In November 2020, Apple ditched Intel, launching an updated model with Apple Silicon. The M1-powered Macbook Air brought much-improved performance and battery life. Apple promised up to 3.5x faster processing power than the previous generation, with up to 5x the graphical performance. Its battery can last up to 15 hours of web browsing. This update also removed fans, allowing for silent operation.

Second generation

The 11-inch and 13-inch models that kicked off the notebook's lengthy second generation The 11-inch and 13-inch models that kicked off the notebook's lengthy second generation

In 2010, Apple released the second-generation models with a tapered case and solid-state storage. There were 11-inch and 13-inch options.

This generation was well-received, helping to push the design into the mainstream. Within the next five years, the market was flooded with clones, and Microsoft later coined the name "Ultrabook" to denote Windows laptops that borrowed heavily from the MacBook Air.

With each update, Apple added more internal memory and faster processors. This was the last generation to include non-Retina displays and a MagSafe port.

Apple discontinued the 11-inch model in 2017 and the second-generation 13-inch model in 2019.

First generation

Steve Jobs revealed the MacBook Air by pulling it from an envelope, much to the audience's delight Steve Jobs revealed the MacBook Air by pulling it from an envelope, much to the audience's delight

In 2008, to the delight and astonishment of those watching, Steve Jobs reached into a small envelope to reveal Apple's latest breakthrough product. The first MacBook Air had a 13.3-inch display and was 1.9cm thin, a remarkable design feat for its era.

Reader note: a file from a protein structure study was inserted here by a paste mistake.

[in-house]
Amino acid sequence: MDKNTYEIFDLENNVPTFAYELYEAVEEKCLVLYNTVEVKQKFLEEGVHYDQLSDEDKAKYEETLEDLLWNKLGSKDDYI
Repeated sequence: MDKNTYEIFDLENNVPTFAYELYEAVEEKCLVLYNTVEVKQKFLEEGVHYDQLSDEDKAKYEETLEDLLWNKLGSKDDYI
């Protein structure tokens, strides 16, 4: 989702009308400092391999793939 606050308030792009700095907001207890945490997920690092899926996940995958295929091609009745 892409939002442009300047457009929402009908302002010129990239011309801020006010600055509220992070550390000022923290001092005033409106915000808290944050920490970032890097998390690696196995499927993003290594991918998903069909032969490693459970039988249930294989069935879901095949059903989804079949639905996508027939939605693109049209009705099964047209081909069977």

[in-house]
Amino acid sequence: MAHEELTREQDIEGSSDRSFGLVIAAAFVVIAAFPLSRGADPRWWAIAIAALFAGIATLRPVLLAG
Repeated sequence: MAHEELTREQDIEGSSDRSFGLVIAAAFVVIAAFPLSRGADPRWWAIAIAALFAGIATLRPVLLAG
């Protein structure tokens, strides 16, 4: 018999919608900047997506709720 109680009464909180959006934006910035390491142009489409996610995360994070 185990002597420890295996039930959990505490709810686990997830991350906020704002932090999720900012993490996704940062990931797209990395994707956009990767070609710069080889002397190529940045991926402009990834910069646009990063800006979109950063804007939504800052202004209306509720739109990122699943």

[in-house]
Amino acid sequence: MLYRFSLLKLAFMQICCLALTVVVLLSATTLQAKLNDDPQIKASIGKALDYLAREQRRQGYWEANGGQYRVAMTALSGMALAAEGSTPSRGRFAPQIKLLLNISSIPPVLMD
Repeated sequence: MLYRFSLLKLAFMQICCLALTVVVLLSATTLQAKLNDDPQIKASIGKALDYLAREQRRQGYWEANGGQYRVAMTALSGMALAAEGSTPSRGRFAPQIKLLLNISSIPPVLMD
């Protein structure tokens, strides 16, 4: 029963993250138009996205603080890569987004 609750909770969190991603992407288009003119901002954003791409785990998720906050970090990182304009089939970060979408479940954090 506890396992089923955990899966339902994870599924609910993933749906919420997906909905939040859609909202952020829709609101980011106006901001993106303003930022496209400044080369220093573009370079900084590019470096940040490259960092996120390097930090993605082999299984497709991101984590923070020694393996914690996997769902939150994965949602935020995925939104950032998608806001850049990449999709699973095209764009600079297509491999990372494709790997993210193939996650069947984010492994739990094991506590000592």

This initial model made significant sacrifices to achieve that thin profile and solid battery life. Its 1.6GHz Intel Core 2 Duo processor delivered less-than-stellar performance. The $1,799 entry-level model only had an 80GB hard drive, and a model with a 64GB solid-state drive and 1.8GHz processor cost $3,098.

One of the most controversial moves was Apple's decision not to include a CD/DVD drive. This move attracted significant skepticism and blowback at the time, given the prominent position optical drives still held in consumer technology. With iCloud and other cloud platforms looming on the horizon, Apple envisioned optical drives' relevance fading quickly. So, the company sacrificed the drive in the name of thinness and attractive design, a bet that ultimately paid off.

This move foreshadowed future decisions like the iPhone's headphone jack removal and the switching of all MacBook ports to Thunderbolt 3/USB-C.

MacBook Air Price Guide

The late 2020 MacBook Air with M1 chip starts at $999. This model has 8GB of RAM and 256GB storage. For $1249, you get an M1 chip with an additional active GPU core and 512GB storage.

A maxed-out model with 16GB of RAM and 2TB SSD costs $2,049.

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MacBook Air M1 Prices

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Configurations               Discount
M1, 8GB, 256GB, 7-core GPU Space Gray
$999.00  
$925.00
Coupon Icon Coupon
$929.00
$929.00
$999.99
$949.05
Coupon Icon Coupon
$994.00
$74.00
M1, 8GB, 256GB, 7-core GPU) Silver
$999.00  
$941.00
Coupon Icon Coupon
$929.00
$929.00
$999.99
$949.05
Coupon Icon Coupon
$998.99
$70.00
M1, 8GB, 512GB, 7-core GPU Gold
$1,199.00  
$1,149.00
Coupon Icon Coupon
n/a  
$1,199.00
n/a  
$1,139.05
Coupon Icon Coupon
n/a  
$59.95
M1, 16GB, 512GB, 7-core GPU Silver
$1,399.00  
$1,289.00
Coupon Icon Coupon
n/a  
$1,399.00
n/a  
$1,329.05
Coupon Icon Coupon
n/a  
$110.00
M1, 16GB, 512GB, 8-core GPU Space Gray
$1,449.00  
$1,349.00
Coupon Icon Coupon
n/a  
$1,449.00
n/a  
$1,186.55
Coupon Icon Coupon
n/a  
$262.45
M1, 16GB, 1TB, 8-core GPU Space Gray
$1,649.00  
$1,599.00
Coupon Icon Coupon
n/a  
$1,649.00
n/a  
$1,566.55
Coupon Icon Coupon
n/a  
$82.45